Cornerstones and Baseball
Friday, July 17, 2015
Cornerstones is thrilled to be working with Don Mattingly and the Mattingly Foundation as we expand opportunities for youth in our programs to participate in organized sports, build skills and confidence in their abilities as well as learning what it is to be part of a team.
Cornerstones has worked in the greater Reston-Herndon area of Fairfax County for 45 years, providing support and advocacy for people in need of emergency shelter, affordable housing, affordable childcare and other community services. Our programs offer real solutions to permanently lift families out of poverty. We address the needs of parents in finding safe and stable housing, building skills to earn a living wage, and become economically independent and care for their families.
For children and youth, our programs ensure children are safe, enter school healthy and ready to learn, and that we support them throughout their development to adulthood with programs designed to bolster their resiliency, expose them to new experiences, and support their success in imagining a future that is different than what they have known. We do this through structured academic, recreational and cultural programs in eight neighborhoods and community centers and at Laurel Learning Center, a child development center for 135 kids, ages birth through 12 years old. These programs are based in neighborhoods or housing developments with a very high percentage of extremely low and low-income families, and in school districts with the high percentages (50-77%) free and reduced price lunch eligibility.
Youth Recreational and Skills-Building Programs:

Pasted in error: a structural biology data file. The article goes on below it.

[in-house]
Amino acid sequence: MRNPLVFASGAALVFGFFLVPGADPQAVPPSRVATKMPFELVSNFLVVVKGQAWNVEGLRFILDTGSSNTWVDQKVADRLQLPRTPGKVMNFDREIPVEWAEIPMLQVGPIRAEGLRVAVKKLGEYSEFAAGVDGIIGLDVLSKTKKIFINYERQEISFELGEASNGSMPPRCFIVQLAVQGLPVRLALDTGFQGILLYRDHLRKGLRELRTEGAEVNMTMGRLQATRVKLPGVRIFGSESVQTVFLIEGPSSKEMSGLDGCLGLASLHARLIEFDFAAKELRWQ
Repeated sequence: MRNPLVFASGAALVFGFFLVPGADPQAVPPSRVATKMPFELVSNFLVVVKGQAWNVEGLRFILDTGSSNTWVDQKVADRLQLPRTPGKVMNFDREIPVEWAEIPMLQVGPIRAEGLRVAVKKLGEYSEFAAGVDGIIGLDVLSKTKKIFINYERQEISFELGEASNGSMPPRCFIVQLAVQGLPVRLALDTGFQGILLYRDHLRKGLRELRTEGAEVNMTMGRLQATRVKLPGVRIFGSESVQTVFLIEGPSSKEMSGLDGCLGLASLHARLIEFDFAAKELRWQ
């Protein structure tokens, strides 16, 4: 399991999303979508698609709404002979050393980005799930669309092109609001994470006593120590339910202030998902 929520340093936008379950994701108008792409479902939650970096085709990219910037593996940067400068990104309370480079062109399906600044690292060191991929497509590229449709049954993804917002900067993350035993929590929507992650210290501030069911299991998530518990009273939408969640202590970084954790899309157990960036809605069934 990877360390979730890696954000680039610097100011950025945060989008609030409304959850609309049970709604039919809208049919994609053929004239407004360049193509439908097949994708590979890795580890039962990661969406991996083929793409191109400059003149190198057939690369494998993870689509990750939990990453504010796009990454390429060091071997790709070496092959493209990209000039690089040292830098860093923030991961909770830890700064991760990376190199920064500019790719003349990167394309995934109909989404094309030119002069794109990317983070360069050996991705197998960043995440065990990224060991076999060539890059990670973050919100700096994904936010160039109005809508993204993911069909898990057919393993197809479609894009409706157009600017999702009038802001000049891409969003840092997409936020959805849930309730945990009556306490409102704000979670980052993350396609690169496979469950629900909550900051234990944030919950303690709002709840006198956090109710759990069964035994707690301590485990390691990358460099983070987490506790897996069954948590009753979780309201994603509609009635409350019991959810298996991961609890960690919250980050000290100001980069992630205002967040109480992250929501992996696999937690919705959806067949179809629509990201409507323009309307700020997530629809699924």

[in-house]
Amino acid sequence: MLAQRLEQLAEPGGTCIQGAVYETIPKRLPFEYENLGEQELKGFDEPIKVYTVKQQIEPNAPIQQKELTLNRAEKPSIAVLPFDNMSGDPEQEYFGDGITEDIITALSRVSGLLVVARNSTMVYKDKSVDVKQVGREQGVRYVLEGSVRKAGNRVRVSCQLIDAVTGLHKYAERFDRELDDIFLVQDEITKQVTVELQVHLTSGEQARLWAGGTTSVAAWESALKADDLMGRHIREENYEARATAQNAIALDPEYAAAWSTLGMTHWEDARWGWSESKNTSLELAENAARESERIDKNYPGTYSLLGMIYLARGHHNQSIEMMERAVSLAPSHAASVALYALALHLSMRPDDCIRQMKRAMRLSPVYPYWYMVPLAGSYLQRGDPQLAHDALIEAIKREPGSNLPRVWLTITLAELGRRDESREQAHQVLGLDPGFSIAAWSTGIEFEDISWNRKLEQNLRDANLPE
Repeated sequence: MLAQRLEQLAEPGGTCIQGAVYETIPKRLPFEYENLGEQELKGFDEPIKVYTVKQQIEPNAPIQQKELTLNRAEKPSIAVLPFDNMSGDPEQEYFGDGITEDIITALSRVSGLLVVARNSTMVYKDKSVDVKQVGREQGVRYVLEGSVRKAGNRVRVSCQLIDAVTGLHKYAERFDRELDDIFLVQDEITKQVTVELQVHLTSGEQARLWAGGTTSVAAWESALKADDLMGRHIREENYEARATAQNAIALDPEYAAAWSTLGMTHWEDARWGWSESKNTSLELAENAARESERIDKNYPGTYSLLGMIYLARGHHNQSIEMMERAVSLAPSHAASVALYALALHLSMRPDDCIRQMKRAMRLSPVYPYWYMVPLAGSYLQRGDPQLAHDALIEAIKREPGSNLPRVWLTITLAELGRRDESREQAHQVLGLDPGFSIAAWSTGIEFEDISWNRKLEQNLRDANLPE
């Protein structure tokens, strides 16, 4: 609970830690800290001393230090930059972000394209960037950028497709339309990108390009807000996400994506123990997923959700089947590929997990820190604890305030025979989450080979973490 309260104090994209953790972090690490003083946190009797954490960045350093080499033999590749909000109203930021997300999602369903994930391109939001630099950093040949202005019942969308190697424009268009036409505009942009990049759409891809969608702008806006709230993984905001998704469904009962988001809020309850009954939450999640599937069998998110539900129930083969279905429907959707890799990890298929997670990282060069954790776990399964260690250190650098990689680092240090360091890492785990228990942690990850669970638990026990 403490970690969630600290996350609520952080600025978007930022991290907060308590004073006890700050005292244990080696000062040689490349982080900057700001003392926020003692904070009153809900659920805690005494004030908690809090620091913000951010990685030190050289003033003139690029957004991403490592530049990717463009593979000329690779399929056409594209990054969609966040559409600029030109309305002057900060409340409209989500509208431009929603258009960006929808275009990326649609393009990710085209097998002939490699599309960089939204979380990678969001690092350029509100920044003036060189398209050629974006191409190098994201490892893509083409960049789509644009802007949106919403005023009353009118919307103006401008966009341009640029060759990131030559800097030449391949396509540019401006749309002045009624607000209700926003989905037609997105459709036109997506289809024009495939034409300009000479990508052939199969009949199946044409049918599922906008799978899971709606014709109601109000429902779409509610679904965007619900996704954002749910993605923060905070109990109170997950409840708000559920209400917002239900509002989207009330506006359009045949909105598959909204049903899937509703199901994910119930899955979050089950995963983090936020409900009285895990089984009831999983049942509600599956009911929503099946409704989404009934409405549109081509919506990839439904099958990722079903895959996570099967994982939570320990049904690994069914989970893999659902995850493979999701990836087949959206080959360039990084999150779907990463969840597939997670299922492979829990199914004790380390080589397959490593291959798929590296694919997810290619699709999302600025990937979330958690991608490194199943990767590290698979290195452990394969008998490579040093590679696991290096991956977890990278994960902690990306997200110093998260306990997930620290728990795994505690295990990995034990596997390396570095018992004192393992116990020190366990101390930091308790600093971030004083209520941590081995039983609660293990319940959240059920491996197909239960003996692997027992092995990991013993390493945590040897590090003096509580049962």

Reston and Fairfax County are fortunate in the large number and variety of recreational, educational and cultural programs available to residents. Unfortunately, youth and families living in poverty or those whose families are isolated by language or cultural barriers, transportation access or physical or mental disability often do not benefit from these opportunities.
Cornerstones works to overcome those barriers by creating opportunities in our neighborhood centers by introducing children and youth to a wide variety of experiences. We have tutoring and academic enrichment programs, Robotics, Girls on the Run, Computer Learning Centers and many activities driven by youth interest and willingness to volunteer.
Many of the youth we work with have not participated in regular, organized youth sports or programs. Poor nutrition and exercise habits, concerns about pre-diabetes and obesity are growing problems among those we serve. Our food and nutrition programs, including community gardens and cooking classes for adults and youth are a start, but we’ve also increased our work in getting kids active and interested through recreational activities that are based in the neighborhoods.
One recent initiative was a partnership with the Reston Y, Reston Association and Reston Community Center, founders of the Reston Kids Triathlon. From the beginning these partners worked with Cornerstones to ensure that we could introduce this sport to disadvantaged youth. They held slots and provided free or reduced registration and got donations of bikes and helmets for those who wanted to participate. Supported by our youth organizers and volunteer trainers more than 70 youth have now participated in the Reston Kids Tri since its founding 3 years ago. These are youth ages 5 and up with no previous experience, who not only learned to ride a bike, master a basic freestyle swim and build endurance in running, had the courage to compete and finish a race. After the Triathlon our youth participants were surprised with the gift of taking home their bikes, and many now participate in year-round training through Laurel Learning Center and our other center activities. More than that, they went home with new confidence and skills that will benefit them for a lifetime.
The Mattingly Foundation investment in baseball equipment will enable us to introduce youth in our programs to a sport that frankly fewer have experienced, in part because of cultural and/or financial barriers, or the ability of their parents or caregivers to get them to weekly practices and games since they are working sometimes 2 and 3 jobs.
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